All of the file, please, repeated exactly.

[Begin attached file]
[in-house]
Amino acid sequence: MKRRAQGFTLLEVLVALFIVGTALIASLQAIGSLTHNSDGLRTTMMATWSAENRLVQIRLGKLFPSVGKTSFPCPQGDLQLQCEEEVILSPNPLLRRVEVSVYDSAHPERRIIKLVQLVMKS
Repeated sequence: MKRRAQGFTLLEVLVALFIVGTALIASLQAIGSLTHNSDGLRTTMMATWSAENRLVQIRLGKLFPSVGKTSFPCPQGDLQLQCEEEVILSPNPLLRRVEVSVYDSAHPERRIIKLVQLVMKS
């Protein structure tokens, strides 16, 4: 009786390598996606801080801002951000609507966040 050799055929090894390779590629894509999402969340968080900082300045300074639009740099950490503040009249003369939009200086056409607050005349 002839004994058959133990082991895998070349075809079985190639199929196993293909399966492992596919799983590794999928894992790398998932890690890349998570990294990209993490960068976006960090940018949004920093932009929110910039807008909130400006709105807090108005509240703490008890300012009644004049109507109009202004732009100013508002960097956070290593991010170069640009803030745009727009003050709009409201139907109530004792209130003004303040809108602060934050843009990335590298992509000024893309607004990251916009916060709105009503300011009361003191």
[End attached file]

[in-house]
Amino acid sequence: MKRRAQGFTLLEVLVALFIVGTALIASLQAIGSLTHNSDGLRTTMMATWSAENRLVQIRLGKLFPSVGKTSFPCPQGDLQLQCEEEVILSPNPLLRRVEVSVYDSAHPERRIIKLVQLVMKS
Repeated sequence: MKRRAQGFTLLEVLVALFIVGTALIASLQAIGSLTHNSDGLRTTMMATWSAENRLVQIRLGKLFPSVGKTSFPCPQGDLQLQCEEEVILSPNPLLRRVEVSVYDSAHPERRIIKLVQLVMKS
């Protein structure tokens, strides 16, 4: 009786390598996606801080801002951000609507966040 050799055929090894390779590629894509999402969340968080900082300045300074639009740099950490503040009249003369939009200086056409607050005349 002839004994058959133990082991895998070349075809079985190639199929196993293909399966492992596919799983590794999928894992790398998932890690890349998570990294990209993490960068976006960090940018949004920093932009929110910039807008909130400006709105807090108005509240703490008890300012009644004049109507109009202004732009100013508002960097956070290593991010170069640009803030745009727009003050709009409201139907109530004792209130003004303040809108602060934050843009990335590298992509000024893309607004990251916009916060709105009503300011009361003191």